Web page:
Effective change process has to motivate the unmotivated
Your sophistication in being a leader is that you motivate the unmotivated
Effective change processes are voluntary but inevitable.
You go slow to go fast.
Build relationships – listen, where are people at.
Spend 6 months – 1 year, investing into people.
Module 2 – Success within Schools and Communities
Systemness: Intraschool systemness – moving away from “students in my class” to “students at our school”
Gives focus and coherence
Small group autonomy and larger group identity
The degree to which the principal participates in learning
Doesn’t mean that he/she is running the learning, or chair the learning,
When they participate as a learner, they are indirectly influencing the culture of the school. Explicitly nonetheless
The three keys of maximising impact:
– Leading Learning
– Change Agent
– System Player
What has a greater impact on teaching and learning?
• Teacher appraisal (individual but not intense enough)
• Professional Development (“PD: a great way to avoid change” – people go to PD but nothing happens afterwards)
• Collaborative Cultures
• Talented schools improve weak teachers
• Talented teachers leave weak schools
• Good collaboration reduces bad variation
• The sustainability of an organisation is a function of the quality of its lateral relationships
• The more you build lateral relationships, the more dispensable you are
• If you build a collaborative culture, it can sustain your departure
Shift from individualism and move to collaborative cultures.
If you want people to embrace the change:
• Reduce the Fear
• Participate in the Learning
• Use the group to change group (Each teacher hosted a class – they showed 2 things that they had been using in ICT and they moved around each class)
• Make the learner explicit/openly transparent
• “This is us – this is what we’re doing and why we’re doing.” When you talk the walk – you are becoming more explicit.
• Trust – “It’s ok to try things”
• Name it, model it, monitor it (E.g. “he says and he does it”)
• Timeline (“Schools that were boring become exciting.” – Year 1 build relationships, Year 2 should start to see momentum)
All effective leaders have a judicious nature of pushing and pulling.
Too pushy, back off
Too pully, be more assertive
7 Critical Competencies for Leadership
1. Challenges the status quo (e.g. “We’re not doing this right. We can do better.”)
2. Builds trust through clear communications and expectations
3. Creates a commonly owned plan for success (e.g. The size and prettiness of the plan has an inverse result of the effectiveness of the plan. The implementation plan is not for the planners, it is for the implementers.)
4. Focuses on team over self
5. Has a high sense of urgency for change and sustainable results in improving student achievement
6. Commitment to continuous improvement for self and organisation
7. Builds external networks/partnerships (Principals who spent time building external networks and linking ideas)
Module 3 – Leadership in a Digital Age
“If it’s going to get you anyway, move towards the danger.”
The better leader you are, the more assertive you can be.
Involve people in the unfolding of the idea.
To change relationships, particularly those who are resistant or negative:
1. Give the other party before they’ve earned it
2. Practise impressive empathy (Instead of pushing being right, you will be trying to get inside their head)
3. Love your employees
4. Use the group to change the group (Peer pressure is stronger than hierarchical pressure)
5. Deal firmly with what’s leftover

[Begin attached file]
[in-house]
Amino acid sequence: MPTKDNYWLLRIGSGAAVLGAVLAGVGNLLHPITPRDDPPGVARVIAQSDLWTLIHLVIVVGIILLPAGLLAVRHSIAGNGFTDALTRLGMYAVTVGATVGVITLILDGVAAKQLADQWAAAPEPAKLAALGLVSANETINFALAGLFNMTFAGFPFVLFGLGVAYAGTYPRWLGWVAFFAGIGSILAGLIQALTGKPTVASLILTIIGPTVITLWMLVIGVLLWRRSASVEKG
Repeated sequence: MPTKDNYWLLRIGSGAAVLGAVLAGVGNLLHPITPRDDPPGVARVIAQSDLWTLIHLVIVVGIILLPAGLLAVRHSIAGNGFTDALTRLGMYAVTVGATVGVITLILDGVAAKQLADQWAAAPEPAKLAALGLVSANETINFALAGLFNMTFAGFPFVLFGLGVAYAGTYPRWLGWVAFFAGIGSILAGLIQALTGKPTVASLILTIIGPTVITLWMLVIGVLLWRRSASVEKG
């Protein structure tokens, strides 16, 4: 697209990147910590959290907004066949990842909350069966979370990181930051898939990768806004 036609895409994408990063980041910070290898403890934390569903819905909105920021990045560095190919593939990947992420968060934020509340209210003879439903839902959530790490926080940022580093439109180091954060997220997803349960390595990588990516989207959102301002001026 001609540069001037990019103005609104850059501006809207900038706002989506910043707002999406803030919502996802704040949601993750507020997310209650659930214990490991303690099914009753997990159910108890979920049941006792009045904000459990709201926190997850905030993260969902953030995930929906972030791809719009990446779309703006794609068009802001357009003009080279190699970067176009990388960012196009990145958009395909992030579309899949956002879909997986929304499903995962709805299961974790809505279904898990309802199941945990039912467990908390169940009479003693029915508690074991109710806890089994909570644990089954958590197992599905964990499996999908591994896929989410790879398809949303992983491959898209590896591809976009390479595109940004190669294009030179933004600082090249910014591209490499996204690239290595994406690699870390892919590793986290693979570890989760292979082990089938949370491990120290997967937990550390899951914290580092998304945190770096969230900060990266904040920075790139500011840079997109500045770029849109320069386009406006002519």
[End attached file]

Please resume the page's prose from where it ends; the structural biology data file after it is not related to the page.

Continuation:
App Dependent or App Enabled
App Dependent: When we allow apps to restrict or determine our procedures, choices and goals
App Enabler: Apps that allow or encourage us to pursue new possibilities
The vast majority of apps promote superficial learning.
School Conditions for Digital Learning
1. Vision and Goals
2. Leading Deep Change
3. Creating a Learning Culture
4. Capacity Building
5. New Measures and Evaluation
6. Leveraging Digital
Module 4 – Networks and System Coherence
Schools and/or districts networking with focus Better partners upward and downward.
Systemness – commitment and action that grows from and contributes to the benefit of the network
Connect to other schools who want to be a part of this change
Don’t make it a club – How can others be welcomed and included?
Feel free to cross sector – it doesn’t have to be within your sector.
Lots of initiatives and changes occurring in the areas of Curriculum, Pedagogy, Assessment, Technology.
We are fairly ordinary with the sharing/collaboration of ideas – How can we improve this as an industry?
How can we shift our professional practice?
How do you use technology in your classroom?
This question requires a great deal of reflection and unpacking. I assumed that I was fairly tech-savvy and embraced the use of technology in my classroom. But, to what extent is technology used and how? Do students have access to technology? And in what way? Do students have control of the technology in the classroom? Does this differ to the level of control and skills exercised at home compared to school?
In November 2014, I attended a PD by Dr Catherine Attard, about the use of technology in Mathematics. I was particularly interested in the research she presented by Goos, Galbraith, Renshaw & Geiger (2000) regarding the role of technology in classrooms. This research was combined with the SAMR model by Ruben R. Puentedura (2009).
The table below depicts the essence of the combined research. As educators, how would you rate yourself and your use of technology?
|Technology as master
||Teacher subservient to the technology,Use of technology limited by individual knowledge and skills or force of circumstance
|Technology as servant
||Teacher uses technology in limited ways to support preferred teaching methods
|Technology as partner
||Teacher has an affinity with technologyPower/Control is shared with students
|Technology as extension as self
||Powerful and creative use of technology that forms a natural part of pedagogical repertoire
I believe that technology is an area where there is such a divide – a “digital divide” as named by others. Not only do individual students have different abilities and skills, often dependent on their level of access to technology. But there is a divide amongst educators.
Knowing the different dispositions and needs of individual staff members would assist School Leadership Teams in planning Professional Learning that is personalised and targeted.
The following websites have various resources, online professional learning opportunities and lesson ideas for technology integration:
Goos, M., Galbraith, P., Renshaw, P., & Geiger, V. (2000). Reshaping teacher and student roles in technology
rich classrooms. Mathematics Education Research Journal, 12 (3), 303-3208.
Ruben R. Puentedura, As We May Teach: Educational Technology, From Theory Into Practice. (2009) Online at: